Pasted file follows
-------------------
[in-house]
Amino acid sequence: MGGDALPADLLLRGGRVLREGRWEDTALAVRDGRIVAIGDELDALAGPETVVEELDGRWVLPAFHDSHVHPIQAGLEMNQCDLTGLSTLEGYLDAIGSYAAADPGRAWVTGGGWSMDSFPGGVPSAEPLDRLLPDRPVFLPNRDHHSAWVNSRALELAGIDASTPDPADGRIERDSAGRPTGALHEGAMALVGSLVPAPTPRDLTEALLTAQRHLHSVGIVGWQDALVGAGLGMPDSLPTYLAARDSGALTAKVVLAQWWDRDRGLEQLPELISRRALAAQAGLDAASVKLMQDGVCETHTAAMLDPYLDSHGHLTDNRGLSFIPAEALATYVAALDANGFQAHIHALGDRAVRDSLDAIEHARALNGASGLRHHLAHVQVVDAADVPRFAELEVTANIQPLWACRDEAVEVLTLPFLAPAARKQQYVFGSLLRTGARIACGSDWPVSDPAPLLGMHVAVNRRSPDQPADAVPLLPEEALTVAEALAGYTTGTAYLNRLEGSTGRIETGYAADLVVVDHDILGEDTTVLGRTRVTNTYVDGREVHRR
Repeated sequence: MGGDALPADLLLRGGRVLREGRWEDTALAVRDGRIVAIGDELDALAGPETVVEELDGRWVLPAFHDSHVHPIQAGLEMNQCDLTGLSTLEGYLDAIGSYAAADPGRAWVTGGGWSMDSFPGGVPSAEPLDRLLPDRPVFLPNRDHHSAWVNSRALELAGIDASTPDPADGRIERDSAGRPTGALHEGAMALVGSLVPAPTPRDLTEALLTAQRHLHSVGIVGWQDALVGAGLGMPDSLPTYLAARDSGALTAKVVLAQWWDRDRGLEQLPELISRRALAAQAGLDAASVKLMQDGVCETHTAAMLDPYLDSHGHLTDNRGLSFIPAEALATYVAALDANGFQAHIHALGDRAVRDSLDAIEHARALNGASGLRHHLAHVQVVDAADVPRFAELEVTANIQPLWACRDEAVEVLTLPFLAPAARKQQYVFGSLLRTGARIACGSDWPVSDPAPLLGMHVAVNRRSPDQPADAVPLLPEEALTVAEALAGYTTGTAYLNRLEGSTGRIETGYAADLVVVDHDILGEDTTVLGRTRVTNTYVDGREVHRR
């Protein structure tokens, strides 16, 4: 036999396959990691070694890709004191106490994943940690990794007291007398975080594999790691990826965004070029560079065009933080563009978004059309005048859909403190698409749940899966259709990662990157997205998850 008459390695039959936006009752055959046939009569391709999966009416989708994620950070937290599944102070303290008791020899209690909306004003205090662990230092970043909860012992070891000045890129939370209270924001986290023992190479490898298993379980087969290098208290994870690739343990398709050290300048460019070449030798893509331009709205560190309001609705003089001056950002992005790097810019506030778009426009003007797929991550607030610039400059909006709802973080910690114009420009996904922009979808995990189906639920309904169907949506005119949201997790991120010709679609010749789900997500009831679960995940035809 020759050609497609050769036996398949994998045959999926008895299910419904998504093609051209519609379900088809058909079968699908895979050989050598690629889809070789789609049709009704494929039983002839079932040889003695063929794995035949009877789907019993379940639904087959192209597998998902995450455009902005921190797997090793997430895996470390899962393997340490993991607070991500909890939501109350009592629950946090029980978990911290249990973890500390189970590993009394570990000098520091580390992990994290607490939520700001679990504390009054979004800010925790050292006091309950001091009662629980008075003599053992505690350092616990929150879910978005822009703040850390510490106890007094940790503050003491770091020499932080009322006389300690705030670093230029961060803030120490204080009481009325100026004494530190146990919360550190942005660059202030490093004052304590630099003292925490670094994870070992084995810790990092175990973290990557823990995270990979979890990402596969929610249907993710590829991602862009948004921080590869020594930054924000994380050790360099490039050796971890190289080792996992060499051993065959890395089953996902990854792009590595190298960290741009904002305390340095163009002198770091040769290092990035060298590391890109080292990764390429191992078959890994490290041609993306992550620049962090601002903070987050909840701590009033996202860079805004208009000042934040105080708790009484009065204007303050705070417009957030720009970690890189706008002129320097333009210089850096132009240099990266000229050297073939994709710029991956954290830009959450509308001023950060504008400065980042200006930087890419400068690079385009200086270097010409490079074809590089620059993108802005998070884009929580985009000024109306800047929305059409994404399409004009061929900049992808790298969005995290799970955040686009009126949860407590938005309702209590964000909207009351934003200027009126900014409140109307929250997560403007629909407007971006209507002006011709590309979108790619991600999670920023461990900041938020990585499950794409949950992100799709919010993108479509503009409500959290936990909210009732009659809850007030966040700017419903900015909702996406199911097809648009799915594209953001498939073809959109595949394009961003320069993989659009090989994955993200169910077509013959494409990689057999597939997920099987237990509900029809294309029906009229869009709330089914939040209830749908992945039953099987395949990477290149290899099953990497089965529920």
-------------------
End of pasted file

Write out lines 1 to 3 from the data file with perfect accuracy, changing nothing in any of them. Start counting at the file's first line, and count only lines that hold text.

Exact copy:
[in-house]
Amino acid sequence: MGGDALPADLLLRGGRVLREGRWEDTALAVRDGRIVAIGDELDALAGPETVVEELDGRWVLPAFHDSHVHPIQAGLEMNQCDLTGLSTLEGYLDAIGSYAAADPGRAWVTGGGWSMDSFPGGVPSAEPLDRLLPDRPVFLPNRDHHSAWVNSRALELAGIDASTPDPADGRIERDSAGRPTGALHEGAMALVGSLVPAPTPRDLTEALLTAQRHLHSVGIVGWQDALVGAGLGMPDSLPTYLAARDSGALTAKVVLAQWWDRDRGLEQLPELISRRALAAQAGLDAASVKLMQDGVCETHTAAMLDPYLDSHGHLTDNRGLSFIPAEALATYVAALDANGFQAHIHALGDRAVRDSLDAIEHARALNGASGLRHHLAHVQVVDAADVPRFAELEVTANIQPLWACRDEAVEVLTLPFLAPAARKQQYVFGSLLRTGARIACGSDWPVSDPAPLLGMHVAVNRRSPDQPADAVPLLPEEALTVAEALAGYTTGTAYLNRLEGSTGRIETGYAADLVVVDHDILGEDTTVLGRTRVTNTYVDGREVHRR
Repeated sequence: MGGDALPADLLLRGGRVLREGRWEDTALAVRDGRIVAIGDELDALAGPETVVEELDGRWVLPAFHDSHVHPIQAGLEMNQCDLTGLSTLEGYLDAIGSYAAADPGRAWVTGGGWSMDSFPGGVPSAEPLDRLLPDRPVFLPNRDHHSAWVNSRALELAGIDASTPDPADGRIERDSAGRPTGALHEGAMALVGSLVPAPTPRDLTEALLTAQRHLHSVGIVGWQDALVGAGLGMPDSLPTYLAARDSGALTAKVVLAQWWDRDRGLEQLPELISRRALAAQAGLDAASVKLMQDGVCETHTAAMLDPYLDSHGHLTDNRGLSFIPAEALATYVAALDANGFQAHIHALGDRAVRDSLDAIEHARALNGASGLRHHLAHVQVVDAADVPRFAELEVTANIQPLWACRDEAVEVLTLPFLAPAARKQQYVFGSLLRTGARIACGSDWPVSDPAPLLGMHVAVNRRSPDQPADAVPLLPEEALTVAEALAGYTTGTAYLNRLEGSTGRIETGYAADLVVVDHDILGEDTTVLGRTRVTNTYVDGREVHRR